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Japanese Politician, 50, Gives Birth to Her First Child
A 50-year-old Japanese politician gave birth to her first child Thursday after undergoing fertility treatment involving a US egg donor — a procedure she says should be legalised in her own country.
Seiko Noda, a conservative lawmaker once hailed as Japan's most likely first woman prime minister, had long spoken openly of her struggle with the treatment and in 2004 published the book "Watashi wa umitai" (I Want to Give Birth).
She became pregnant in May through in vitro fertilisation with an egg from a US donor and gave birth to a boy Thursday, her office said.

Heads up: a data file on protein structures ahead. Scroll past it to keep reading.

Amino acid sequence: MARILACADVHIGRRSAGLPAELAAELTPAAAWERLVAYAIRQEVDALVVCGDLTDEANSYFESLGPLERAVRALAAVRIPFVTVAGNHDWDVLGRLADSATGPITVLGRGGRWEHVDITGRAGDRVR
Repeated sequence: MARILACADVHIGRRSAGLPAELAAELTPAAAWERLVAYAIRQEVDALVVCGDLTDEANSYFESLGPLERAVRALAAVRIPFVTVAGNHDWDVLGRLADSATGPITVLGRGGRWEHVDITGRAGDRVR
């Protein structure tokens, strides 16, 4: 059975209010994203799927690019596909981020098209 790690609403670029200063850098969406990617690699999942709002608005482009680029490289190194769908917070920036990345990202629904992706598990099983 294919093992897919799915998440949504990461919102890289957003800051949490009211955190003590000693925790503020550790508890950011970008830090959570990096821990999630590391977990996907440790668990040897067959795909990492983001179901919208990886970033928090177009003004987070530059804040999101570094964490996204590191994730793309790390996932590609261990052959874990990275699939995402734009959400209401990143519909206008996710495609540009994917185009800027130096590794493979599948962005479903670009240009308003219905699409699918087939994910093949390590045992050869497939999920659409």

Her long struggle to become a mother, with several miscarriages, has shone a spotlight on fertility treatment and egg donations, which are not covered by any laws in Japan, forcing couples to travel overseas to seek donated eggs.
Noda in October told the Yomiuri Shimbun daily that the Japanese medical establishment did not approve of such egg donations in the country and said that she believed it was "a matter that needs to be legalised".
The veteran Liberal Democratic Party lawmaker has also long pushed for greater gender equality -- including allowing women to keep their own family name after marriage, rather than taking their husband's surname.